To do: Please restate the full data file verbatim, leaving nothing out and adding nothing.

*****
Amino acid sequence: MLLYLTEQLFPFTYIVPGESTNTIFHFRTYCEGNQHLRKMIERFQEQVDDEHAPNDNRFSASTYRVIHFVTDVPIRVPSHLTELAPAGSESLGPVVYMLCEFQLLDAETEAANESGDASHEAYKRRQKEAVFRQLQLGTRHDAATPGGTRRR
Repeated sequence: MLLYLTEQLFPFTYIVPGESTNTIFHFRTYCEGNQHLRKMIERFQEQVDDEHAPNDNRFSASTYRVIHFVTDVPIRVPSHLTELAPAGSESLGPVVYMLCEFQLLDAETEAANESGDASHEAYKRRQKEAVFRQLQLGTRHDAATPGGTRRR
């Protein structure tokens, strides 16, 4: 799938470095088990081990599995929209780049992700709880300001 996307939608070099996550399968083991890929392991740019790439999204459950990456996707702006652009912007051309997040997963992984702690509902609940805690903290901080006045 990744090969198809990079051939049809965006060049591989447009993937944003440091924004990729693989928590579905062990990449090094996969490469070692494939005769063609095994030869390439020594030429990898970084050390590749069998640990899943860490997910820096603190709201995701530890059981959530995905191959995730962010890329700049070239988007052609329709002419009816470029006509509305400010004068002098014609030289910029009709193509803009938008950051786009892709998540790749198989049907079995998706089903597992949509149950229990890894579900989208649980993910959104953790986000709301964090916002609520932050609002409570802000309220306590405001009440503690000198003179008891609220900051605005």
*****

Amino acid sequence: MLLYLTEQLFPFTYIVPGESTNTIFHFRTYCEGNQHLRKMIERFQEQVDDEHAPNDNRFSASTYRVIHFVTDVPIRVPSHLTELAPAGSESLGPVVYMLCEFQLLDAETEAANESGDASHEAYKRRQKEAVFRQLQLGTRHDAATPGGTRRR
Repeated sequence: MLLYLTEQLFPFTYIVPGESTNTIFHFRTYCEGNQHLRKMIERFQEQVDDEHAPNDNRFSASTYRVIHFVTDVPIRVPSHLTELAPAGSESLGPVVYMLCEFQLLDAETEAANESGDASHEAYKRRQKEAVFRQLQLGTRHDAATPGGTRRR
């Protein structure tokens, strides 16, 4: 799938470095088990081990599995929209780049992700709880300001 996307939608070099996550399968083991890929392991740019790439999204459950990456996707702006652009912007051309997040997963992984702690509902609940805690903290901080006045 990744090969198809990079051939049809965006060049591989447009993937944003440091924004990729693989928590579905062990990449090094996969490469070692494939005769063609095994030869390439020594030429990898970084050390590749069998640990899943860490997910820096603190709201995701530890059981959530995905191959995730962010890329700049070239988007052609329709002419009816470029006509509305400010004068002098014609030289910029009709193509803009938008950051786009892709998540790749198989049907079995998706089903597992949509149950229990890894579900989208649980993910959104953790986000709301964090916002609520932050609002409570802000309220306590405001009440503690000198003179008891609220900051605005």